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Anyone Can Register to Grow, Trade and Have Hemp in Thailand

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Anyone Can Register to Grow, Trade and Have Hemp in Thailand

Anyone can register to grow, trade and have in possession hemp under a new ministerial regulation coming into effect on Friday. The regulation allows the production, import, export, distribution and possession of hemp, or kanchong, a Type 5 narcotic.

Food and Drug Administration (FDA) deputy secretary-general Supattra Boonserm said that Public Health Minister Anutin Charnvirakul had signed the ministerial regulation to that effect on Thursday.

Under the rules, anyone — growers, public and private sectors, and members of the public — can seek permission to grow hemp for all purposes — commercial, medicinal, educational, research or cultural in Thailand.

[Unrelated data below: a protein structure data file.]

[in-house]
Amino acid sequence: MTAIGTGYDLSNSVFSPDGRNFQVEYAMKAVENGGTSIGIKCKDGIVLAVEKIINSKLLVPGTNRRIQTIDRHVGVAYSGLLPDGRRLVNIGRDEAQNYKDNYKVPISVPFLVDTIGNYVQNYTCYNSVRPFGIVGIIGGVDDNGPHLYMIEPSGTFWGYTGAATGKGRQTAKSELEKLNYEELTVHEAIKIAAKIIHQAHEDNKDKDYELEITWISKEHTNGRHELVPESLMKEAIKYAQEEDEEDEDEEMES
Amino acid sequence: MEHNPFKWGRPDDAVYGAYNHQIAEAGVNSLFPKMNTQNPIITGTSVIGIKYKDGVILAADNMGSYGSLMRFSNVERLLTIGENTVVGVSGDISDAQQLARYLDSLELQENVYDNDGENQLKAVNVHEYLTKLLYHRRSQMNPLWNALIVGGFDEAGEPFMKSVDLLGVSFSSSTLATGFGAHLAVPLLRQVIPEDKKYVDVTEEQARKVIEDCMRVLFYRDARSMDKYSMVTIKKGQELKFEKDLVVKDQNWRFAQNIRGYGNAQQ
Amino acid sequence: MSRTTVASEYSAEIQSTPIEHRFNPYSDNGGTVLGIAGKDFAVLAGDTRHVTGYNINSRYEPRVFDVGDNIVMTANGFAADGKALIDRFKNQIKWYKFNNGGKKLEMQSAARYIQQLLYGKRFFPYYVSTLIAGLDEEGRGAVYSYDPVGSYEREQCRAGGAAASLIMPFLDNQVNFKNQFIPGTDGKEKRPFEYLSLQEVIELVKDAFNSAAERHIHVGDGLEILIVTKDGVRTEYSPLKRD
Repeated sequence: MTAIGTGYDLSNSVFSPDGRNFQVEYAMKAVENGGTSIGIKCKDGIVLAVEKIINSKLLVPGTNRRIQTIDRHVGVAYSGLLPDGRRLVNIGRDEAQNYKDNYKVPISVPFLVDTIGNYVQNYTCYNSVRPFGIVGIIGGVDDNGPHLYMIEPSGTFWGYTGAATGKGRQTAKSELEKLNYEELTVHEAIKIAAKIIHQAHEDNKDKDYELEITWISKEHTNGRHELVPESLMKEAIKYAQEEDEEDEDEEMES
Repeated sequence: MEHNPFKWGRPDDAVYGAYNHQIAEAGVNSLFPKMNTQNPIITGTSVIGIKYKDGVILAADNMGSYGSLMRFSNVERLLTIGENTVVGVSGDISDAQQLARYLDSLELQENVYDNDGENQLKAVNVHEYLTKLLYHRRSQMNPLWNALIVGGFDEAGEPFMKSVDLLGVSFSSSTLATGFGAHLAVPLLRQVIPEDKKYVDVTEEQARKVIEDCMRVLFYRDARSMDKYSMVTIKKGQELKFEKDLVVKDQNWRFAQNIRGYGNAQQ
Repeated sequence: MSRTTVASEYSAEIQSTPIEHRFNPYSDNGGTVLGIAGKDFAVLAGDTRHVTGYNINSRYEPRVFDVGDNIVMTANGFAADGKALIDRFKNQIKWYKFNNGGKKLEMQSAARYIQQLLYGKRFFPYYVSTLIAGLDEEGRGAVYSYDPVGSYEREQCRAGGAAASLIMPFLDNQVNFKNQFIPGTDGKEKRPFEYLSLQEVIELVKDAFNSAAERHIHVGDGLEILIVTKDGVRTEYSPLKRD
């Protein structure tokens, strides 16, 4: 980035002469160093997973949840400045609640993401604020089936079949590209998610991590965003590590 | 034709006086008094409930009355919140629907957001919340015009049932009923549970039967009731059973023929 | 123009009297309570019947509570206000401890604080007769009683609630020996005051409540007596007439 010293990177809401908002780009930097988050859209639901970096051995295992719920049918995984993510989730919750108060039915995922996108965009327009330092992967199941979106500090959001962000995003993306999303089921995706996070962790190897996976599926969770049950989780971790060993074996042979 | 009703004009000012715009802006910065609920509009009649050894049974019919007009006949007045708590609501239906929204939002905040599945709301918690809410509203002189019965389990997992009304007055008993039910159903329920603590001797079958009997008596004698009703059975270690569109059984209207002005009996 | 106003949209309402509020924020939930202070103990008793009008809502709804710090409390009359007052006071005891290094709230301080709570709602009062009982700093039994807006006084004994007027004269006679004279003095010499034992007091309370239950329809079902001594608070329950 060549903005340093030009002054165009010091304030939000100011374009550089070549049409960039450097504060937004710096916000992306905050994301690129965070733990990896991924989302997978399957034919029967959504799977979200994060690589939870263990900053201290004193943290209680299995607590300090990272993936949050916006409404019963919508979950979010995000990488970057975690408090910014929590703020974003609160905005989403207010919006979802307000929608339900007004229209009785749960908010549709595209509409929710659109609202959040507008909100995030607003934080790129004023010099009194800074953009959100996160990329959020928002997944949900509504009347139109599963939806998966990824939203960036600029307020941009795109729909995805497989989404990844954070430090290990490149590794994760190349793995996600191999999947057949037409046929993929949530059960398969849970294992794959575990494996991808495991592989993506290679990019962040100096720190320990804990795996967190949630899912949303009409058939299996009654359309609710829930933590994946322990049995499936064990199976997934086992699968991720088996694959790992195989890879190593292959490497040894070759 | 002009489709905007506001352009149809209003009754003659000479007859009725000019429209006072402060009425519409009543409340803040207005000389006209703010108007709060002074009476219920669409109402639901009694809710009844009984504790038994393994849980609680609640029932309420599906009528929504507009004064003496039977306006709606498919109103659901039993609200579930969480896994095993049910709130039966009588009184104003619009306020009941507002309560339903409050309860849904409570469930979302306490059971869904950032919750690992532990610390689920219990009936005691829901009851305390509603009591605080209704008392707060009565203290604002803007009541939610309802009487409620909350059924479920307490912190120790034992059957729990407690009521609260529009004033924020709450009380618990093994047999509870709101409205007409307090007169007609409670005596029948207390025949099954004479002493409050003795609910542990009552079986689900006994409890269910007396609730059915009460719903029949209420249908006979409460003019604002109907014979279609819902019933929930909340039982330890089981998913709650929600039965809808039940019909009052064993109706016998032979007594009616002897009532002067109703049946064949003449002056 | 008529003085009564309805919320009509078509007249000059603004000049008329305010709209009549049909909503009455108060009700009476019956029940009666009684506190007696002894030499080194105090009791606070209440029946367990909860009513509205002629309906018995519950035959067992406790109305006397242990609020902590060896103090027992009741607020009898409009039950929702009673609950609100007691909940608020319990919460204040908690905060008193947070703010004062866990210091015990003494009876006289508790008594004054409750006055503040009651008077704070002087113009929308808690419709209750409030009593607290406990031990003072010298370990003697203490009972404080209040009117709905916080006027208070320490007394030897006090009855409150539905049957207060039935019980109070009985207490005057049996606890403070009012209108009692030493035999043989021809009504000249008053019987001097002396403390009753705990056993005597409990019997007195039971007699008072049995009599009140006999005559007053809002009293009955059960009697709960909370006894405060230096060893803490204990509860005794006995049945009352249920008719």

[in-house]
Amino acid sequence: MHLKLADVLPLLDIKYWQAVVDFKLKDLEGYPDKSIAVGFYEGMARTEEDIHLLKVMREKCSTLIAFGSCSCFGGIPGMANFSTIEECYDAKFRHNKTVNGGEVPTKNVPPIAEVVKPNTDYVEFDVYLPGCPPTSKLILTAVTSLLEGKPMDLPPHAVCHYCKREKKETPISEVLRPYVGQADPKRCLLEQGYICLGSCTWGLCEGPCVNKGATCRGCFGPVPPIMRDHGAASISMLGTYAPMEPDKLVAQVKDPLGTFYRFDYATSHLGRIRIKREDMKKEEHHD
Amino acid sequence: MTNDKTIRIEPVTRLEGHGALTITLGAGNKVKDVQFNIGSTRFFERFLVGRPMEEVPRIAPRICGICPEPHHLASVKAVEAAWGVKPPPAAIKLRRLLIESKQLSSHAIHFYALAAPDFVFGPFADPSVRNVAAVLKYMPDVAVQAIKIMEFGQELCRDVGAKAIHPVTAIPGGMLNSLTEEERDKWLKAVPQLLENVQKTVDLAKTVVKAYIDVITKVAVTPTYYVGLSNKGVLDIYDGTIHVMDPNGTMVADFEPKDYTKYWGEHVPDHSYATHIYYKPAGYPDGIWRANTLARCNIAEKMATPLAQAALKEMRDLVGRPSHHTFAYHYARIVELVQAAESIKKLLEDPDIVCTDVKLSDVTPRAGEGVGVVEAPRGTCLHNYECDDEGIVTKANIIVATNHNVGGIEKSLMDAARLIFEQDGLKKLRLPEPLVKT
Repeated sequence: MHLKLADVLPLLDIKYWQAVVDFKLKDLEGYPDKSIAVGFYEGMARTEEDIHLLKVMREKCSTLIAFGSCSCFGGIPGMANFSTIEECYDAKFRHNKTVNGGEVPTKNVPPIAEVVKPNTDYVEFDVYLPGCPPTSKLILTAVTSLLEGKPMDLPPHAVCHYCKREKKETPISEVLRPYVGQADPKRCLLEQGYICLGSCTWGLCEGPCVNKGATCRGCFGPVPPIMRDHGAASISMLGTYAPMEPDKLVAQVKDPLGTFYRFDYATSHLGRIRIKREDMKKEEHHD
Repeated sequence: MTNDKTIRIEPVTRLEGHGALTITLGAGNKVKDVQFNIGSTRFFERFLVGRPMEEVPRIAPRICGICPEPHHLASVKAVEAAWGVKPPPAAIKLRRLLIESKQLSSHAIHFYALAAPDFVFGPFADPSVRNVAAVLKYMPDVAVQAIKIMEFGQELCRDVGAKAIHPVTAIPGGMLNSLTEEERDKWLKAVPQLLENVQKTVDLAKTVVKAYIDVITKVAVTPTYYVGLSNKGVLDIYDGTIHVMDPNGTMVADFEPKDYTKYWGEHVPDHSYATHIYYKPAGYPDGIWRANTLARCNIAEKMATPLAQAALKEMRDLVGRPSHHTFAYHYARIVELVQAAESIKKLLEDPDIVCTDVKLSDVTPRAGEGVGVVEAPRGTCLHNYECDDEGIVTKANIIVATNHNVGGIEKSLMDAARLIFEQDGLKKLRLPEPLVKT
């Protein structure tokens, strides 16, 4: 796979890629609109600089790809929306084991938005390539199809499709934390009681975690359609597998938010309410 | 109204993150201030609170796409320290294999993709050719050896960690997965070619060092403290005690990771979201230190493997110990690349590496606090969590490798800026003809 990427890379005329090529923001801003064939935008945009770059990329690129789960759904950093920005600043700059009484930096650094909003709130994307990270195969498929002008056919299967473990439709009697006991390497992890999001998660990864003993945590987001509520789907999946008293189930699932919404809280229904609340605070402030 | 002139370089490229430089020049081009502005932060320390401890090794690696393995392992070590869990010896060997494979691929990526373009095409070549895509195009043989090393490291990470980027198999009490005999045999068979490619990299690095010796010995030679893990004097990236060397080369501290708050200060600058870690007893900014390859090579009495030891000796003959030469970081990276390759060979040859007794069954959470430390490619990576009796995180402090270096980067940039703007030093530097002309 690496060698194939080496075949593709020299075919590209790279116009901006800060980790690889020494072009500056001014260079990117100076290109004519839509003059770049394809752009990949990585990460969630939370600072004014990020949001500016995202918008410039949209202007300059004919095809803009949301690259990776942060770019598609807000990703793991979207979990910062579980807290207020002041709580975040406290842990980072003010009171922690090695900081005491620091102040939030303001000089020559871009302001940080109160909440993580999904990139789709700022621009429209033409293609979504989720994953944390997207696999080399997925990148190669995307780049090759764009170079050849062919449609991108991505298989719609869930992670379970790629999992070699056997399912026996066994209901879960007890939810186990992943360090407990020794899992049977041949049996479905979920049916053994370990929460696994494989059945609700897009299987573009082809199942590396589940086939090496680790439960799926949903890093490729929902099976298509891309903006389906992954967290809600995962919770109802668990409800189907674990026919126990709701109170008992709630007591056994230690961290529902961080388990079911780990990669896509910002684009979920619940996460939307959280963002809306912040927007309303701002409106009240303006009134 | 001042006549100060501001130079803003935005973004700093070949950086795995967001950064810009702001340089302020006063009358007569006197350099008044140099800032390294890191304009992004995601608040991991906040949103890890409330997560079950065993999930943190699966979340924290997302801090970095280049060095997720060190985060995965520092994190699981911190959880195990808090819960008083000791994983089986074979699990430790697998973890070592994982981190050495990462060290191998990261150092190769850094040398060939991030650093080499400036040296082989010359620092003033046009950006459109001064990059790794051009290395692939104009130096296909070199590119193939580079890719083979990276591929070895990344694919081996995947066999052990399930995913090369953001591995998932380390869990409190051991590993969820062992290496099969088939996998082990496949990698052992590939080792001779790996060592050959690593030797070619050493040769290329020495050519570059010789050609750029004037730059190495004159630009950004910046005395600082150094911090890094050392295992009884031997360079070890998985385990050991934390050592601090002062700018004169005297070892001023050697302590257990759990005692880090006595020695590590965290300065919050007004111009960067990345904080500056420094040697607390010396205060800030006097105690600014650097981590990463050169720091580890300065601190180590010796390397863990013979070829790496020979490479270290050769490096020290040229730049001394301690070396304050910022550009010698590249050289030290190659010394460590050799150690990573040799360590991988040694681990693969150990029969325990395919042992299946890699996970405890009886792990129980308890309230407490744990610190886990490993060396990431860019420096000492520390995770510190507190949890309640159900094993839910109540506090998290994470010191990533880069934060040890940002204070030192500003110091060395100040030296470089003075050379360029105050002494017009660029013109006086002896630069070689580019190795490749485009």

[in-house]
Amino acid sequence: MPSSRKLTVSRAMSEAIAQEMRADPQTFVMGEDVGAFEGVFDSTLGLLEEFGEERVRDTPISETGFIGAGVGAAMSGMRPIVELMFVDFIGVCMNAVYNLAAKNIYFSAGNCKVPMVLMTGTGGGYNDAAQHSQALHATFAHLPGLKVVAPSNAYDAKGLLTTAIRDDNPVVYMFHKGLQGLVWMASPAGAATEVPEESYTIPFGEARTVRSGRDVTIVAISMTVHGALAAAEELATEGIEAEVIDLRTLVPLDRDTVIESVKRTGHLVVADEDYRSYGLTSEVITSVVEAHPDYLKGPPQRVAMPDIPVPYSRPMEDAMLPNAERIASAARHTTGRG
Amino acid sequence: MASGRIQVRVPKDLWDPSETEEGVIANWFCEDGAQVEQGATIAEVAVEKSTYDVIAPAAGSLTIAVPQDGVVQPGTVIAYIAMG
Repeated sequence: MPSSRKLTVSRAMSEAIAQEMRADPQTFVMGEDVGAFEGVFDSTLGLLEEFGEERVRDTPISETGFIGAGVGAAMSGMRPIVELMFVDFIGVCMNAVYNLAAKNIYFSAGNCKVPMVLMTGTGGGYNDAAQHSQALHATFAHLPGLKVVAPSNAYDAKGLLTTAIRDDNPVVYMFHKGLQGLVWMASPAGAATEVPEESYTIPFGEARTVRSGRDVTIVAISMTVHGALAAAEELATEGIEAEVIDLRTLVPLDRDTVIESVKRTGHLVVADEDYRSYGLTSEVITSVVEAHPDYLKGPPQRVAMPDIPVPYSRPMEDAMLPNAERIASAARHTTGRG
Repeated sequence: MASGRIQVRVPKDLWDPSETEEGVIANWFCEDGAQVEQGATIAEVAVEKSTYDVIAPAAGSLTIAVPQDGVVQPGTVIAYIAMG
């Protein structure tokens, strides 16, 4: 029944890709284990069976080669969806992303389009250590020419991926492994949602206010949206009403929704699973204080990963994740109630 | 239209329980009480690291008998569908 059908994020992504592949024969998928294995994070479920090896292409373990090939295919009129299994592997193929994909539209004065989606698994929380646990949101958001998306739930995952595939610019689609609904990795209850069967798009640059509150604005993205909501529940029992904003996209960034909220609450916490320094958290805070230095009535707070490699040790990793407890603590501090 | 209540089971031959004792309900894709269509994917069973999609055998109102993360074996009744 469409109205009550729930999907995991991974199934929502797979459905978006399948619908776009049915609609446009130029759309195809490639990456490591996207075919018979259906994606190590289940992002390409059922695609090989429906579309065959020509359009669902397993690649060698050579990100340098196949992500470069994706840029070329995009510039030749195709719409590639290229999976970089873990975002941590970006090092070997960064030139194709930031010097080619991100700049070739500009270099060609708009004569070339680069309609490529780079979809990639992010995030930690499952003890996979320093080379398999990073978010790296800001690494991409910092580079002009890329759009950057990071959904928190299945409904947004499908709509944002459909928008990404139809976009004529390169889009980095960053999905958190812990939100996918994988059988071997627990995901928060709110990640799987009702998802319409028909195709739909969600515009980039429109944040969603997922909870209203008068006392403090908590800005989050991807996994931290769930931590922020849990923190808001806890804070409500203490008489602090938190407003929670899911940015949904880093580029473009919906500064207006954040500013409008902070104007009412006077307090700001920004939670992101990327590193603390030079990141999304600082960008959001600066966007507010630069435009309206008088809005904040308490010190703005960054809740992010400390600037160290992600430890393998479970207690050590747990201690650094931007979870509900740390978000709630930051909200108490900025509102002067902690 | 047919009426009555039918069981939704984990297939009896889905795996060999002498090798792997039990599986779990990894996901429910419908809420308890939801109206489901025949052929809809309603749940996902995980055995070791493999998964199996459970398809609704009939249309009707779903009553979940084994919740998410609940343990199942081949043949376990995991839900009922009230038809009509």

They may use, process or add value to all parts of the plant such as making hemp extracts, herbal drinks, cosmetics and other products, said the FDA deputy secretary.

Hemp export permits can be sought and its seeds could also be imported within five years after the regulation takes effect, she said.

Interested people could seek permission with the public health offices where the plant is to be grown, or with the FDA in the case of Bangkok. Seed importers can apply for permits with the FDA, said Ms Supattra.

Reporting hemp harvests

Growers will have to declare how they will use the hemp and present production as well as distribution plans to seek permission. Also, they will have to report their harvest schedules and transport of crops to provincial governors.

Known as Cannabis sativa, hemp contains Tetrahydrocannabinol (THC), which is a psychoactive substance. The varieties allowed for cultivation must have THC levels of no more than 1 per cent of weight when dried.

Meanwhile, a committee on hemp farming also convened a meeting to prepare for cultivation. The committee includes representatives from various agencies such as the National Police Office, the Office of Narcotics Control Board (ONCB) and Thailand’s Public Health Ministry.

Source: Bangkok Post, The Nation